News consumption on mobile media surpassing desktop computers and newspapers

2013 RJI Mobile Media Research Report 1

Nearly 80 percent of all respondents to our 2013 Q1 phone survey said that they had used at least one Internet-enabled mobile media device in the seven days prior to taking the survey.

That represents a 13-percentage-point increase since last year when our survey found that two-thirds (67%) of all respondents between the ages of 18 and 88 had used mobile media devices.

The increase in the number of mobile media users was significant in every age group, but it was most dramatic in the 45-54 and 65-and-older age groups.

The number of respondents who said they used mobile media to keep up with the news also grew significantly in all age groups. More than half (55%) overall in 2013 were mobile news consumers compared to 42 percent of respondents overall in 2012.

The use of mobile media devices for news in 2013 was highest (70%) among those respondents who were between the ages of 18 and 44.

In our 2013 survey, we included additional questions about the use of desktop computers for accessing news stories.

In every age group except for those 65 and older, the percentage of respondents who used mobile media devices to keep up with the news exceeded the percentages of those who used desktop computers for news.

Again with the exception of those 65 and older, our survey found that a majority (59% to 77%) of desktop news consumers in every age group also were mobile news consumers. Our survey also found that mobile news consumers now make up a higher percentage of newspaper subscribers than desktop news consumers.

The rapidly increasing use of mobile media devices for news is undoubtedly contributing to the general decline in subscriptions to printed newspapers.

While the number of respondents who said they subscribe to newspapers this year fell by only two percentage points overall, the falloff was much more pronounced in all but the 65-and-older age group.

This age group, which includes a high percentage of retirees and a relatively low percentage of mobile news consumers, now has the most newspaper subscribers.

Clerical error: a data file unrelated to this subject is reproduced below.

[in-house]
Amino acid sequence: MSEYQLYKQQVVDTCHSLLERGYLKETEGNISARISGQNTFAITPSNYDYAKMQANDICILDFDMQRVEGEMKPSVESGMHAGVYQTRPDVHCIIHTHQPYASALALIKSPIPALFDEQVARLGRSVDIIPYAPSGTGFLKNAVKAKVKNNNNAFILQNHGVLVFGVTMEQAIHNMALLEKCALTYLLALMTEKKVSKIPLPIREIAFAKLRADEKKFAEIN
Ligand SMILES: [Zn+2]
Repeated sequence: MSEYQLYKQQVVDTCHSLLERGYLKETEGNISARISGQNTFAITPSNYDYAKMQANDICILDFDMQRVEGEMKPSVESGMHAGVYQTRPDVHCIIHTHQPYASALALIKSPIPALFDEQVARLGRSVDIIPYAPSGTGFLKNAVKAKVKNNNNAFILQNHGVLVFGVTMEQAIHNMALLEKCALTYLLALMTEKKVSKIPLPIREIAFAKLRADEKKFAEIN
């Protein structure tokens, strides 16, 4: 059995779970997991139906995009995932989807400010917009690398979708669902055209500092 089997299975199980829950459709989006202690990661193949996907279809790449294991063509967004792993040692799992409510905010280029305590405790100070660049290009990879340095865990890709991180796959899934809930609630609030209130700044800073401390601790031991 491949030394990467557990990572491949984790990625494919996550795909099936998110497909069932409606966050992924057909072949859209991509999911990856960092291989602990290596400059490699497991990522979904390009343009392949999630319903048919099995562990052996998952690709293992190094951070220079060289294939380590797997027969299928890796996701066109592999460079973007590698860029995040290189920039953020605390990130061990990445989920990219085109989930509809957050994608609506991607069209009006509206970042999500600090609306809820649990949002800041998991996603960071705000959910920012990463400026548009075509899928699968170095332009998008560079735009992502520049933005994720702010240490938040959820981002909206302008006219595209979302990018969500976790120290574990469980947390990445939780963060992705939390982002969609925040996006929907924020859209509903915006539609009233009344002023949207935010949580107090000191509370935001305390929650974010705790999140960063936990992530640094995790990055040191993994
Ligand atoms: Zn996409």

The aging of print news consumers is clearly evident in our survey results. Last year slightly less than half of the newspaper subscribers were age 55 or older. This year they accounted for 61 percent.

The use of mobile media for news has grown rapidly among newspaper subscribers in the past 12 months.

More than half (52%) of this year’s respondents who said they subscribed to newspapers also said they had used mobile media devices to keep up with the news. That represents an overall gain of nearly 15 percentage points since last year.

For newspapers pursuing a digital first model, this would seem to lend support for their efforts. But it also may be accelerating the decline of print.

Our 2013 survey found that respondents who used mobile media and had become mobile news consumers were somewhat more likely to cancel their subscriptions to print newspapers.

All respondents to our 2013 survey who subscribed to newspapers were asked to rank their likelihood of cancelling in the next 12 months on a scale of 1 to 10, with “1” indicating “very unlikely” and “10” indicating “very likely”.

While the total numbers of respondents who ranked their likelihood of cancelling between 6 and 10 ( likely to cancel ) were quite low, the overall percentages were comparable to the percentages of respondents who said they had actually cancelled newspaper subscriptions in the past 12 months.

Respondents in the 45-54 age group had the most rapid transition to mobile media and the highest percentage of cancellations among mobile news consumers in the past 12 months.


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